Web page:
DALLAS -- Raking leaves outside a grey apartment building on Colonial Avenue in South Dallas is a regular chore for Felicia Johnson and Melvin Ross.

Johnson manages the property. She says she doesn’t want the complex to look like any of the nuisance neighboring properties that may have code compliance problems.

“They have cars parked in yard," Johnson said, speaking about some of the Chapter 27 code violations she’s observed at nearby homes. “They put their trash out too early. Just abandoned properties."

Neighbors will tell you South Dallas suffers from a significant amount of blight. The problems include boarded-up, dilapidated, or neglected homes which invite crime and squatters.

Many of the blighted properties result from the high rate of vacancies and problem rental sites.

Neighbors will tell you South Dallas suffers from a significant amount of blight. The problems include boarded-up, dilapidated, or neglected homes which invite crime and squatters.
Neighbors will tell you South Dallas suffers from a significant amount of blight. The problems include boarded-up, dilapidated, or neglected homes which invite crime and squatters.

"The slum lords, they are not doing their part," Ross said. "They just rent to anybody just to get the money."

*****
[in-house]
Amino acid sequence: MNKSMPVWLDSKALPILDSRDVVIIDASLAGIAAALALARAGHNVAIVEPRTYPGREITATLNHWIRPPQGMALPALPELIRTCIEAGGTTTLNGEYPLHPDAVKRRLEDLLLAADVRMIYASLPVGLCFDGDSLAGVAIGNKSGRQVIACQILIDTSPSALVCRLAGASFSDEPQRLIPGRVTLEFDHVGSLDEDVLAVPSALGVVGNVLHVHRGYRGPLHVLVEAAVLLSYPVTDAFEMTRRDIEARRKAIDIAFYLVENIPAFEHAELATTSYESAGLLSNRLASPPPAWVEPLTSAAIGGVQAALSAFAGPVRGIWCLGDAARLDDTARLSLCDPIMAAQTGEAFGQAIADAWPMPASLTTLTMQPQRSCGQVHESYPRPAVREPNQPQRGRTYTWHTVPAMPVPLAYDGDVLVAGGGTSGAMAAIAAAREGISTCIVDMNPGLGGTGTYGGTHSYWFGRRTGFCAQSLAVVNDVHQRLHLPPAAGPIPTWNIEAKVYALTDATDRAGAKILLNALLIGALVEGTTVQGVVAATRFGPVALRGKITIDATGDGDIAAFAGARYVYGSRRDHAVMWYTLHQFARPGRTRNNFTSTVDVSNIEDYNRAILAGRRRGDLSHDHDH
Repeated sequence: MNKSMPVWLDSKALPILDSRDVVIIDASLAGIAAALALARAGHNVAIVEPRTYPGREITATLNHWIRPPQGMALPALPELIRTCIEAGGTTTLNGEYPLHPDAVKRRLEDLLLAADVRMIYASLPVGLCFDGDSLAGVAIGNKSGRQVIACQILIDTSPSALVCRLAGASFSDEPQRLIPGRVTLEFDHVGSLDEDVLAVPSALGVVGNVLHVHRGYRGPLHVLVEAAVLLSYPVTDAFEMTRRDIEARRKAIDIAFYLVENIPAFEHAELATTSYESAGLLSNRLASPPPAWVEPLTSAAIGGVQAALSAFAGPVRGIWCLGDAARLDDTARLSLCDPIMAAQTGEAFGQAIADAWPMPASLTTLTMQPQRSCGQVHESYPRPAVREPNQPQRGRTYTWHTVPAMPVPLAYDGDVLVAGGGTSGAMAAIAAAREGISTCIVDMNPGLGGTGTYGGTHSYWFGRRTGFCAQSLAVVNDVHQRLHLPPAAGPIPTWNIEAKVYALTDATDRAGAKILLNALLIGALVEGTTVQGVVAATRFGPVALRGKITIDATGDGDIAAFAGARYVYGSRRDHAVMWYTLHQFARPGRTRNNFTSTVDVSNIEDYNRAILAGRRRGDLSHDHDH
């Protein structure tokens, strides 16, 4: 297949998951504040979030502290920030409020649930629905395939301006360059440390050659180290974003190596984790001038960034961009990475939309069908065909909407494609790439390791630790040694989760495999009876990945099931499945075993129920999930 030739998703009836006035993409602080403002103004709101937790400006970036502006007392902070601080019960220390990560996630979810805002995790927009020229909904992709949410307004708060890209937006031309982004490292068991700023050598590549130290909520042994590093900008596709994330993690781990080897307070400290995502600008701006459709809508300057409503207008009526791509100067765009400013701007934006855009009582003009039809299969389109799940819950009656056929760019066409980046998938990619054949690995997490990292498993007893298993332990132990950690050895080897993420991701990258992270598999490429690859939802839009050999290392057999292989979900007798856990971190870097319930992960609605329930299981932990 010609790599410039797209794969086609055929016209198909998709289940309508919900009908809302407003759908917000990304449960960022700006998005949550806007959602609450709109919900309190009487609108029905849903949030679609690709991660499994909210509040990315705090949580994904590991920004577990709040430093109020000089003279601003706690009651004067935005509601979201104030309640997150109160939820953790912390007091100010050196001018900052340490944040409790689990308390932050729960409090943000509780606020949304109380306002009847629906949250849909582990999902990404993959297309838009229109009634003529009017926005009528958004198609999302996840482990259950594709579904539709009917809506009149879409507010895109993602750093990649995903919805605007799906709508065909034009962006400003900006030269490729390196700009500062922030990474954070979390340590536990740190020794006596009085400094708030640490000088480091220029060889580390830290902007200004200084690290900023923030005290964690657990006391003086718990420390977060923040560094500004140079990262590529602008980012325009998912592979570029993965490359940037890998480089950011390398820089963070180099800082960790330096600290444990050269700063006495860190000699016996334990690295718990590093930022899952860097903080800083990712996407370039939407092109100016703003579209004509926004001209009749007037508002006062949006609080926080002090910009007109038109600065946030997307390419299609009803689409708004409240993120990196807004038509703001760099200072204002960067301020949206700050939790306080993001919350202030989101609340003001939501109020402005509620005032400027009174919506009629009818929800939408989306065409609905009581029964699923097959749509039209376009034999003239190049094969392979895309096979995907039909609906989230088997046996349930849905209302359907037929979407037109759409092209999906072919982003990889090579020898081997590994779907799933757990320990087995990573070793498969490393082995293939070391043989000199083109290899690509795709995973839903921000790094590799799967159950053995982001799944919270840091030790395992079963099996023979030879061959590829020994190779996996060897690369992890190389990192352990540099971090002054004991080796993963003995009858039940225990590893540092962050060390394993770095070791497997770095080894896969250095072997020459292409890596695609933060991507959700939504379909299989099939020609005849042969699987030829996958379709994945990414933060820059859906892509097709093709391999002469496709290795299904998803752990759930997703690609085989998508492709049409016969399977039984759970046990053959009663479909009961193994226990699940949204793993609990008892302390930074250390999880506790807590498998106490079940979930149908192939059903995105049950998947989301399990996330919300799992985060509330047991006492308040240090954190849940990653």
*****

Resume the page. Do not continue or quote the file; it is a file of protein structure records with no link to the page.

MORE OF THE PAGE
The Dallas City Council’s Housing Committee has been working on strategies to fight blight.

Councilwoman Tiffinni A. Young is hosting a public meeting Tuesday, Feb. 16, where community members will get to discuss proposed changes to Chapter 27. There will be specific focus on the code compliance ordinances impacting standards for residential and non-residential structures.

Rev. Michael Ennette Sr. has been living in South Dallas for 32 years.

"The homes next door to me, those houses, they need to be taken care of," he said.

Ennette says there are many problem properties near his Pine Street home.

Rev. Michael Ennette, Sr.
Rev. Michael Ennette, Sr.

"By this being a popular street, yes, it's an eyesore,” Ennette said.

City leaders say some proposed code changes include building a database of landlords, tightening up registration and inspection requirements, adding roofing standards, and minimum indoor temperature standards for multi-unit buildings.

Felicia Johnson said the proposed code changes could improve the quality of life in some parts of the city.

"We want it,” Johnson said. “This is where we live, and we want it to be just like every where else in the city."

Council member Young’s "Fight Blight" meeting will begin at 6 p.m. Tuesday at the Park South YMCA.